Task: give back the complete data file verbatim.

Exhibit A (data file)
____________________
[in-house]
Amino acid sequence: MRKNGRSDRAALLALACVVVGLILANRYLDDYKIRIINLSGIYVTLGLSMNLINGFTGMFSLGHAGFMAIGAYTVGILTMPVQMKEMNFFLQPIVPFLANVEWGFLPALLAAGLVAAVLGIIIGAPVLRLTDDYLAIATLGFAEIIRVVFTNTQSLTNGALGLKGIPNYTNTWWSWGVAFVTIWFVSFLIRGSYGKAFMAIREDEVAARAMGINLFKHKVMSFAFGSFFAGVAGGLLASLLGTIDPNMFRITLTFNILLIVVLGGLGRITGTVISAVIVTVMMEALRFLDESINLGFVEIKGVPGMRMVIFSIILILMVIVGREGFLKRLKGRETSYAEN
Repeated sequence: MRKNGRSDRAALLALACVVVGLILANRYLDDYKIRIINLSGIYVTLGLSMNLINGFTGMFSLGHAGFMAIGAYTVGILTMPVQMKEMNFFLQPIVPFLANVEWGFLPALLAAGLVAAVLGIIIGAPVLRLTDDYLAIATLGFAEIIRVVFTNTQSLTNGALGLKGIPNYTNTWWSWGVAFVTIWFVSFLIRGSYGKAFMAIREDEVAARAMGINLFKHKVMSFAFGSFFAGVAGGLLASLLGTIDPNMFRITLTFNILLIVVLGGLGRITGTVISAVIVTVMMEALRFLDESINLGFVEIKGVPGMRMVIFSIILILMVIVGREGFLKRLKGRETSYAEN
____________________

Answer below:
[in-house]
Amino acid sequence: MRKNGRSDRAALLALACVVVGLILANRYLDDYKIRIINLSGIYVTLGLSMNLINGFTGMFSLGHAGFMAIGAYTVGILTMPVQMKEMNFFLQPIVPFLANVEWGFLPALLAAGLVAAVLGIIIGAPVLRLTDDYLAIATLGFAEIIRVVFTNTQSLTNGALGLKGIPNYTNTWWSWGVAFVTIWFVSFLIRGSYGKAFMAIREDEVAARAMGINLFKHKVMSFAFGSFFAGVAGGLLASLLGTIDPNMFRITLTFNILLIVVLGGLGRITGTVISAVIVTVMMEALRFLDESINLGFVEIKGVPGMRMVIFSIILILMVIVGREGFLKRLKGRETSYAEN
Repeated sequence: MRKNGRSDRAALLALACVVVGLILANRYLDDYKIRIINLSGIYVTLGLSMNLINGFTGMFSLGHAGFMAIGAYTVGILTMPVQMKEMNFFLQPIVPFLANVEWGFLPALLAAGLVAAVLGIIIGAPVLRLTDDYLAIATLGFAEIIRVVFTNTQSLTNGALGLKGIPNYTNTWWSWGVAFVTIWFVSFLIRGSYGKAFMAIREDEVAARAMGINLFKHKVMSFAFGSFFAGVAGGLLASLLGTIDPNMFRITLTFNILLIVVLGGLGRITGTVISAVIVTVMMEALRFLDESINLGFVEIKGVPGMRMVIFSIILILMVIVGREGFLKRLKGRETSYAEN